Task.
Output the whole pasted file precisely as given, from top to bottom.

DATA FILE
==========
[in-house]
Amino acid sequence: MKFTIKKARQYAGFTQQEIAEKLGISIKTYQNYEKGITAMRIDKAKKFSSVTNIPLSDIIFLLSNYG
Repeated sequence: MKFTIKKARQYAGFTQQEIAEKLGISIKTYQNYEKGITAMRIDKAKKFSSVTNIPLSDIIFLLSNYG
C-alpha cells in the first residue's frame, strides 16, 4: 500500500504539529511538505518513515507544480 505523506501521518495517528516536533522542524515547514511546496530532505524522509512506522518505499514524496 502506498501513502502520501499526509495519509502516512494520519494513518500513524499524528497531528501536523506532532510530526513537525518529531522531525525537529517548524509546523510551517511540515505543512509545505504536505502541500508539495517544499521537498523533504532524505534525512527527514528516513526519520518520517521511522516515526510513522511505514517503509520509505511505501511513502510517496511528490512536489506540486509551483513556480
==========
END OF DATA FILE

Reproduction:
[in-house]
Amino acid sequence: MKFTIKKARQYAGFTQQEIAEKLGISIKTYQNYEKGITAMRIDKAKKFSSVTNIPLSDIIFLLSNYG
Repeated sequence: MKFTIKKARQYAGFTQQEIAEKLGISIKTYQNYEKGITAMRIDKAKKFSSVTNIPLSDIIFLLSNYG
C-alpha cells in the first residue's frame, strides 16, 4: 500500500504539529511538505518513515507544480 505523506501521518495517528516536533522542524515547514511546496530532505524522509512506522518505499514524496 502506498501513502502520501499526509495519509502516512494520519494513518500513524499524528497531528501536523506532532510530526513537525518529531522531525525537529517548524509546523510551517511540515505543512509545505504536505502541500508539495517544499521537498523533504532524505534525512527527514528516513526519520518520517521511522516515526510513522511505514517503509520509505511505501511513502510517496511528490512536489506540486509551483513556480